The consumer has become accustomed to video communication technology at home. There are now millions of people who feel comfortable using and appearing in video, thanks to services such as Skype, which has in part helped consumer take-up of video conferencing between friends and family.

Tools like Skype – almost 40% of Skype minutes last year were video calls – and the fact that webcams are frequently built into computer monitors, have allowed consumers at home and on their smartphones to have easy access to video communication.

This consumer impact will drive the enterprise to change the conversation and integrate video conferencing. So far, success has been mixed – the Telecommunications Industry Association reports average growth of 6.5% for each of the last three years.

For video conferencing to be widely taken up, it needs to be easily available at the desktops of every employee, in the same way as email – by simply clicking on the name of the person you want to speak to and off you go – as we’re used to doing on mobile phones.

So why hasn’t the enterprise adopted video communication in the same way as the consumer? Security was an issue – tools like Skype were not designed for use in the enterprise – the primary reason being that they lack the security for corporate use.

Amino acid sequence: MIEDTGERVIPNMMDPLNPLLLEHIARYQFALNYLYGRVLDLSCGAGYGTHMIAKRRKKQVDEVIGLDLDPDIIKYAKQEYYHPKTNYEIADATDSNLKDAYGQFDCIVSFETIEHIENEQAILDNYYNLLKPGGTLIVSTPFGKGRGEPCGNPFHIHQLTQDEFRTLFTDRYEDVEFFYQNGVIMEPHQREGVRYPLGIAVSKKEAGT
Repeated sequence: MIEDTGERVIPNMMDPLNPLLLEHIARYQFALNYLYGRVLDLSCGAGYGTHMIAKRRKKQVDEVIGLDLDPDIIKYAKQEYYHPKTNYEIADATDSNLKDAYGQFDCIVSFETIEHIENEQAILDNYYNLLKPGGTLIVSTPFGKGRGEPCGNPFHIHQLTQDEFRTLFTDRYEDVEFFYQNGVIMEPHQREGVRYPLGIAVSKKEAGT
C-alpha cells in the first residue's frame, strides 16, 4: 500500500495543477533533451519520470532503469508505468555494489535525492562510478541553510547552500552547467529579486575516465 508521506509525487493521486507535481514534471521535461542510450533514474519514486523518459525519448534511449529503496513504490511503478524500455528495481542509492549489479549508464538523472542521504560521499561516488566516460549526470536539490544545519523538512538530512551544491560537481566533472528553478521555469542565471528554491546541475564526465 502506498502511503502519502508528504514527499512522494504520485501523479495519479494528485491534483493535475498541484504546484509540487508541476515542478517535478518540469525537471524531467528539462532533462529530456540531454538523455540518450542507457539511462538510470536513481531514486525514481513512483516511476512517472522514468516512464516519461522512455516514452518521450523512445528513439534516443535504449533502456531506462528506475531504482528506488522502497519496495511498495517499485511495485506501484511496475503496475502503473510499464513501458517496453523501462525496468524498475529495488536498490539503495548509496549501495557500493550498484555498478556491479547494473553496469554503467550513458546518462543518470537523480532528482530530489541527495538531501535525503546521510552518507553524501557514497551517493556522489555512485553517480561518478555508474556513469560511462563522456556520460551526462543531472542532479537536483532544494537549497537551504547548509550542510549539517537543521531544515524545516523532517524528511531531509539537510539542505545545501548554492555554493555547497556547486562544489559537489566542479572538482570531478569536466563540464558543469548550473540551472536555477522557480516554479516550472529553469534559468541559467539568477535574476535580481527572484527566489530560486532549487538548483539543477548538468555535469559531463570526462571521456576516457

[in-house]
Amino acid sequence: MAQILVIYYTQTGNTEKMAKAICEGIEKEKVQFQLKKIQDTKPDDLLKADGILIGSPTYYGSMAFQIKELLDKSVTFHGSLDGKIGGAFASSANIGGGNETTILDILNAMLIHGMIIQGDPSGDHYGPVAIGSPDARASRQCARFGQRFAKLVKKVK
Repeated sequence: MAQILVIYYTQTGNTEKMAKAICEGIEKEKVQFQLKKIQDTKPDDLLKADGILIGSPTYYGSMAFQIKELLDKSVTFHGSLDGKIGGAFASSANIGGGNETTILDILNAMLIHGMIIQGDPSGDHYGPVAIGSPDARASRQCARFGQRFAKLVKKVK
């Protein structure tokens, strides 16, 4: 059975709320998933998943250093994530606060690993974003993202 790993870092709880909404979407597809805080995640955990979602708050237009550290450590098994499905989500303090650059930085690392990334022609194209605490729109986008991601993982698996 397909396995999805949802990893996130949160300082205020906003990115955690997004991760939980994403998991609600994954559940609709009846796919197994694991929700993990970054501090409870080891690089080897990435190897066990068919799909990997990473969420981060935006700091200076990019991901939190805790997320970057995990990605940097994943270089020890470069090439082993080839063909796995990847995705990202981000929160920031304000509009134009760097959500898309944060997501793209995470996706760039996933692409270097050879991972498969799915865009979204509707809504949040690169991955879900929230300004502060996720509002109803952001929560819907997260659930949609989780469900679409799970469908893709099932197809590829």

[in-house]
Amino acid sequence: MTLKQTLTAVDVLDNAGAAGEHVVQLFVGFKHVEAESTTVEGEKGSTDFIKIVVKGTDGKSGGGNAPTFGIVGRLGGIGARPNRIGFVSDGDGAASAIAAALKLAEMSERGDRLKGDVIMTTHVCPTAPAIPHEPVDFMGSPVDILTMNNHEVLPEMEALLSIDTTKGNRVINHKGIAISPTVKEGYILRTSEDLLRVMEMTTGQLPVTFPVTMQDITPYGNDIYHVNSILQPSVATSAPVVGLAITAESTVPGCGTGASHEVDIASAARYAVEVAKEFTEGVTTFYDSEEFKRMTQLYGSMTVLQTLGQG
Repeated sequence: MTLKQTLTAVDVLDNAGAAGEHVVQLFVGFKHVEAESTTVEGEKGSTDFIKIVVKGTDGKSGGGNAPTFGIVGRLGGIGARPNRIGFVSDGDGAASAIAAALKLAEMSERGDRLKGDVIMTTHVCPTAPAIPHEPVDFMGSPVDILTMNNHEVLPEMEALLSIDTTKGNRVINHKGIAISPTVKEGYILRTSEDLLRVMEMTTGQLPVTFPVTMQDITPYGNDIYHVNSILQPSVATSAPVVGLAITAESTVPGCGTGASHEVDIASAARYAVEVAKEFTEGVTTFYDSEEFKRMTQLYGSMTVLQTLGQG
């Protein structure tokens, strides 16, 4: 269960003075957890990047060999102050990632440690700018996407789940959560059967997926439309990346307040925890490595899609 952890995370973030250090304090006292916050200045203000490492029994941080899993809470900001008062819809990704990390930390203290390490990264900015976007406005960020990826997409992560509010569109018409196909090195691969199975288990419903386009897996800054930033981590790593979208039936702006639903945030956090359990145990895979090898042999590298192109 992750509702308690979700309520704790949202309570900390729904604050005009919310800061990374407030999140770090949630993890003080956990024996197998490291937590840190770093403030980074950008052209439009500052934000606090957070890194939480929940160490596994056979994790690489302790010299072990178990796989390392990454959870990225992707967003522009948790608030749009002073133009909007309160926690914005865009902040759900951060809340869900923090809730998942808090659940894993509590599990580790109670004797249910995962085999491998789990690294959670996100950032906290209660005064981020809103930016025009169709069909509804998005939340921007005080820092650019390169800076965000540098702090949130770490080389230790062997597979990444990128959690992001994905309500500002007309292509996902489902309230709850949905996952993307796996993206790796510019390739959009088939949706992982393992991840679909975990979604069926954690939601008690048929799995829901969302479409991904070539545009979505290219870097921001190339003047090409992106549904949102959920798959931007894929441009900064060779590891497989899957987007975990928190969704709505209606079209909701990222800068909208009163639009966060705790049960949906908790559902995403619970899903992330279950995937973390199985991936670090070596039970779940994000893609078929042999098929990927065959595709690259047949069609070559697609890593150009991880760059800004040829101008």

And price too – costly ISDN lines and limited bandwidth, compromising the real-life feel of video communication, also proved prohibitive in the past. But these barriers no longer exist because of low-cost ADSL and IP networking.

And now there is an economic driver – while companies were prosperous, money spent on travel and international mobile communications didn’t represent a prohibitive cost, and was far outweighed by the fact that they could meet face-to-face with important clients, partners or prospects. The current economic climate has changed all that.

Video can now be as integrated within the enterprise as telephone calls or emails. I believe that video communication is a key stepping stone in establishing a truly dynamic enterprise, giving employees more ways that they can engage with each other, with partners, with customers – and innovate together.

It’s in play now – the barrier is now behavioural, not technological. Yet as partners and employees used to videoconferencing their friends and family become mainstream employees, this will drive video conferencing to gain the critical mass it needs to become a mainstream communication tool.